Supernature brings together five painters who make paintings that could be considered, in part, a contemplation of mankind’s relationship with nature, calling into question what we actually mean when we talk about ‘nature’. In an age where this relationship appears fractured, alienated and volatile, is it even possible for painting to respond?

Paul Smith’s paintings involve processes that he describes as an “exploration of lost places capturing a moment of abandonment” and “localities on the verge of returning to unofficial wildness in dialogue with found material”. Using photographic sources, combined with painterly concerns which he says has “informed a broader turn in my works to consider layerings and cuttings: the process of collage by which territory is shaped into landscape by human action”. The resulting paintings often have an austere melancholy about them, seeming to acknowledge human presence in the landscape without actual depiction.

Rachel Lancaster has described her practice as “focussed on painting and its intersections with the languages of cinema, music, and photography.” Her source materials deriving from ‘Stills’ from found moving imagery, photographs from her own archive, alongside drawings based on imagery from her mind’s eye are selected from, edited and then translated into oil paintings.’ We see fragments of nature, cinematic details that have already been through a lens, before making their way into painterly depictions. A process she describes as ‘drawing out the uncanny and the potential psychological charge within the source imagery. Resulting in paintings that “play upon the latent ‘otherness’ and dreamlike qualities often found in cinema”.

The paintings of Paula MacArthur enter a world of natural forms as icons. Depictions of crystals and jewels, each source image singled out and explored in an individual painting, which she describes as “explorations of colour and light, a response to Dutch 17th Century Pronkstilleven painting – ostentatious still life”. These motifs glow from the centre of the image, in which the artist says she intends to “lure us in and quietly invite us to investigate the multifaceted associations we bring to these treasures”. The beauty in these images is intertwined with a darker presence, which seems to allude to man’s commodification of nature.

Susan Absolon’s paintings reference landscape and motifs that can’t always be pinned down with certainty. She describes her work as “coming out of a process that combines personal narrative with unrelated political narrative, or with poetic or visual stimuli.  Through their merger and the serendipity of paint, the narratives and motifs turn into a new, unintended thing with a less dependable reality.” There is an internal logic in the language of these paintings that leads from subject matter to the content of her work.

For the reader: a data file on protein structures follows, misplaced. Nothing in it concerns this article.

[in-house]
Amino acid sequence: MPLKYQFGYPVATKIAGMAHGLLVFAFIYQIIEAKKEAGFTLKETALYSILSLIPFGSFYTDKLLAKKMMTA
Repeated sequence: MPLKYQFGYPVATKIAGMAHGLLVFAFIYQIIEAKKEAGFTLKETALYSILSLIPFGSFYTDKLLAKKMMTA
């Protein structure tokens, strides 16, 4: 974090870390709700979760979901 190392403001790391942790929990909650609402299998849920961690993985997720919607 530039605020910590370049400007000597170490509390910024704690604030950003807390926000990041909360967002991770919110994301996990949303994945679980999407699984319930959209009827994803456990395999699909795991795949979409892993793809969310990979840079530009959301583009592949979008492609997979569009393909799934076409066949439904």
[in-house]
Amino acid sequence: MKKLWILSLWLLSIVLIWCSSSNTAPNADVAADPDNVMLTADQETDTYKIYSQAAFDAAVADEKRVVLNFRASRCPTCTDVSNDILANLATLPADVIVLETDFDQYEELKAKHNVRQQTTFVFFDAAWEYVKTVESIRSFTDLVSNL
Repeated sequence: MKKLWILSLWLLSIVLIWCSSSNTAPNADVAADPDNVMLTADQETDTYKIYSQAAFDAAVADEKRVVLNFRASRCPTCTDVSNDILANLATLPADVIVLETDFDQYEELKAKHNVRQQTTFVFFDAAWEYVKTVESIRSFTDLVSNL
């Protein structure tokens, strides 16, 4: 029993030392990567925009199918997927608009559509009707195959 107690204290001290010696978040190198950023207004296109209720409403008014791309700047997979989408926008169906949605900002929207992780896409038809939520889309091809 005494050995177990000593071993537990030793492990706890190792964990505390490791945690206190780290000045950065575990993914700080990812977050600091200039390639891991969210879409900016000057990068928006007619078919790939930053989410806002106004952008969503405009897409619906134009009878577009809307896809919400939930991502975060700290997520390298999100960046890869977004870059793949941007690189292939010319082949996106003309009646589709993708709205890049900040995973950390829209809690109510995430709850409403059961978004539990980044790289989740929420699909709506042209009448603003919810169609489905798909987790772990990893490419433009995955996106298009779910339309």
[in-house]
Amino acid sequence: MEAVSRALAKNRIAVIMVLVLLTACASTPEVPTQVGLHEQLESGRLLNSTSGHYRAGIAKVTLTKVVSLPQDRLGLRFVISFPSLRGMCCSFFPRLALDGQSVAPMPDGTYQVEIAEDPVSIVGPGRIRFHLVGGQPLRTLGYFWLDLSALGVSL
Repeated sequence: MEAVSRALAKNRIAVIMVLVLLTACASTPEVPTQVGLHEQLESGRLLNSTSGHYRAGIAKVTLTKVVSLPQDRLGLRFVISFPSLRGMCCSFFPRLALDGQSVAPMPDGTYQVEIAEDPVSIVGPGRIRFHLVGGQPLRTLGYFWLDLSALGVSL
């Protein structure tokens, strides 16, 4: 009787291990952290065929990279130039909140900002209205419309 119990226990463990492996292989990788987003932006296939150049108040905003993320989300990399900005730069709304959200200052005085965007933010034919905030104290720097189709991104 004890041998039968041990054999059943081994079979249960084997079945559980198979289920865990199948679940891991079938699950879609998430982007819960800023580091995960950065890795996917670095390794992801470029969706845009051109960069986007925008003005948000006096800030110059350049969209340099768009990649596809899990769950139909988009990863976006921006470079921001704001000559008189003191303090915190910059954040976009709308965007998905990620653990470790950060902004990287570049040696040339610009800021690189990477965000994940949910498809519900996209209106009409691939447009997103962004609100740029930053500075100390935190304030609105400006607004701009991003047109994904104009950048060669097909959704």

Joe Packer describes his paintings as “invented landscapes with a psychological element”, and says he is “trying to evoke the memory of a place” whilst at the same time, “imagery and form evolve through making processes that are not preplanned or prescriptive”. The consequent paintings visually function in a self-contained way, with a kind of inner life of their own. For him “the paintings occupy a kind of hinterland between abstraction and figuration, where the spaces depicted allude and relate to landscape, without being overtly descriptive”. These paintings, with their dense layers of interwoven organic forms pushed up against the picture plane, suggest an immersion in an almost cartoon idea of nature.

Can an artist still take a celebratory approach to ideas of ‘nature’ and ‘landscape’? If it is to be a questioning response that addresses the seemingly overwhelming concerns around global warming and climate change, is painting a medium that can really address these concerns? Rather than trying to face the vastness of these issues head on, the artists in this show are in some way coming at them sideways. They look at the peripheral details, seek the sublime in unlikely places in order to capture a sense of a particular location, or find parallels between their intuitive making processes and nature’s dynamism, sometimes in the service of the artist’s particular, alternative agenda.

Private view and artists’ talk: Wednesday 6 October, 6pm – 8pmExhibition dates: 15 September – 9 October 2021
Opening times: Monday 10am – 6pm, Tuesday – Friday 10am – 5pm, Saturday 10am – 4pm
Admission free


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